- Marketing supports that strategy
Your marketing team or agency needs to create a plan to support this with marketing activities, including promoting your website, creating digital promotions, trade show collateral, social media, phone scripts, presentations, campaigns, sell sheets, banner ads or online advertising as well as list acquisition and management.
- Execution by the sales team
Although each sales person has to take responsibility for the execution of the strategy, they need to first understand the strategy and their role in executing it. You’ll need to work with your sales team or with your Director of Sales to ensure they understand your strategy, and to explain which marketing tools they have to support their efforts. They need to know techniques to handle both customer acquisition as well as customer retention opportunities. For example, if they are to execute a call-out campaign to new customers, make sure they understand the value proposition and have support materials at hand to provide to the client.
- Walk the Walk
From the person who answers the phone and your customer service staff to your technicians and any front line staff, every touch point with a customer or potential customer must be positive and genuine. Each interaction with a customer is an opportunity to make a lasting impression of the value your company brings to the table. If they are spoken to in a valued and respectful manner, it could make the difference between investing further with your current services or allowing you to speak with them about your new services/products.
Share your sales strategy with your entire team as all your employees contribute, even in a small way, to helping your business grow. Never underestimate the power of a warm greeting – it can lead to more sales than you might think.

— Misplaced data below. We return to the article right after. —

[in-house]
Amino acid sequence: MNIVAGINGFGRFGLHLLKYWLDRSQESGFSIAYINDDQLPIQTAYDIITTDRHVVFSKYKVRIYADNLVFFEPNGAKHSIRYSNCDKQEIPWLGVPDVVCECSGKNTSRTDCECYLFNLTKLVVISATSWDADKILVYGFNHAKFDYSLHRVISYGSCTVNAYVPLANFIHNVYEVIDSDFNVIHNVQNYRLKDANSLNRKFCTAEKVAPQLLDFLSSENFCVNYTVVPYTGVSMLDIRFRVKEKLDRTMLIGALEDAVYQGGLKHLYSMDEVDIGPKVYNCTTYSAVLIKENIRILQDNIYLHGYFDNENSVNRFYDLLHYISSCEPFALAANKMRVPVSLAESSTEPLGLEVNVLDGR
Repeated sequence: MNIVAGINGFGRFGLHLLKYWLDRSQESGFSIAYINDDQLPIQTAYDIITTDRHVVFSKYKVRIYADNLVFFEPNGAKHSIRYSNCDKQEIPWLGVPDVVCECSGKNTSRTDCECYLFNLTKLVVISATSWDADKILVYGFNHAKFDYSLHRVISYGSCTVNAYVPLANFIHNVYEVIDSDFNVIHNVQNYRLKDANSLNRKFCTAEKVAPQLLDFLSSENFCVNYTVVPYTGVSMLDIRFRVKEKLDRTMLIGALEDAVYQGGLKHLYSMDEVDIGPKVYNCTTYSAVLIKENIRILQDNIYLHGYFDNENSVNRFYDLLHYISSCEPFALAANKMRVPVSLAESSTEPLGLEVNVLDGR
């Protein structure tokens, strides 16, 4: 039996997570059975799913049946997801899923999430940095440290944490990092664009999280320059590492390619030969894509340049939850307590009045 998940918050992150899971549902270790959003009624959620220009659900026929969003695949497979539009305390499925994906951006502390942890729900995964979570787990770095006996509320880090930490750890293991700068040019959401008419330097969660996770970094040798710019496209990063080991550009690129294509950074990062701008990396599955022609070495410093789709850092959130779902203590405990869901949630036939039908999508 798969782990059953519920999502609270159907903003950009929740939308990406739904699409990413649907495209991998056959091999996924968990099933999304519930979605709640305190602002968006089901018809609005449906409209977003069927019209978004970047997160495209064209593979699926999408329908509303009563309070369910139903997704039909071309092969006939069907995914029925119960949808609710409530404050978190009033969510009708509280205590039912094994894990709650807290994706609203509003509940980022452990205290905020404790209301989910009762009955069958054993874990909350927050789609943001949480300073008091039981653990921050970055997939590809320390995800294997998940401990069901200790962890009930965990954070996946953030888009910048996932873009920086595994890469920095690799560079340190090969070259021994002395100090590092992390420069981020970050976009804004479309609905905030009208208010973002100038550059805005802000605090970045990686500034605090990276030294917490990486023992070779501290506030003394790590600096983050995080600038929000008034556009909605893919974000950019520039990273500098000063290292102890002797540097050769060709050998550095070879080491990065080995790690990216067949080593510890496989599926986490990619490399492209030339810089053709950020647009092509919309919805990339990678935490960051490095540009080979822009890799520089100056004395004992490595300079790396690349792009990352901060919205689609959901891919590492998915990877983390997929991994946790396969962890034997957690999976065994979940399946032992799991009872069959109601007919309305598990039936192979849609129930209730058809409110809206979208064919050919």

It’s the end of the first quarter and many of you are looking at your sales results compared to your sales goals and if the results are poor, blaming your sales strategy. Well, the sales strategy may not be to blame.
Sometimes it’s obvious what went wrong, but sometimes it can be a few factors that contribute to the overall poor results — market predictions, understanding the skill set of your sales team, and understanding the sales cycle of your customer. I have found that the following 3 reasons are why sales strategies sometimes don’t lead to the desired results:
I have seen it time and time again, sales strategies failing at the execution level. The best-laid plans are just that – plans. The real results happen in the execution of those plans. Part of reviewing your execution includes:
Were your expectations too high?
Was your plan too ambitious? If you are ending your first quarter not having met your sales results, your plans could have been too grand. Was what you planned realistic? For example, if you planned for weekly call-out campaigns, your sales team needs to understand if they are to secure an actual sale over the phone or just generate a lead for future sales nurturing. Had you hoped that your sales team would deliver sales, or your marketing team’s campaigns would drive more leads? Adjust your expectations to a realistic level.
Did you have the right resources?
Consider the skill set of your sales team and whether they had the right training to execute the sales strategy. Providing them with a formal onboarding program for each service or product is essential to help them be successful. What about your support team – are there enough order takers or shipper-receivers in place to handle new orders, and what resources are in place to handle from lead to delivery? Every person in the sales cycle is important, but perhaps there was an area that was not covered. If so, adjust the plan to reflect that. You can’t expect great results if you don’t have the infrastructure in place to support the growth.
Who was accountable?
When you created the sales strategy did you share it with your team and hand off tasks to each of them to be accountable for? Did you hold regular meetings with your team to hear of any hurdles and get status updates? Did you hold yourself accountable for ensuring the plan was executed properly? Someone has to take responsibility for ensuring all goes according to plan.
After you’ve conducted a full review of the execution of your plan, you’ll easily see what areas and factors contributed to the failure of your sales strategy. In all likelihood, your plan was good and just needed some adjustments based around its execution. Once the adjustments are made, your sales strategy will help to grow your business.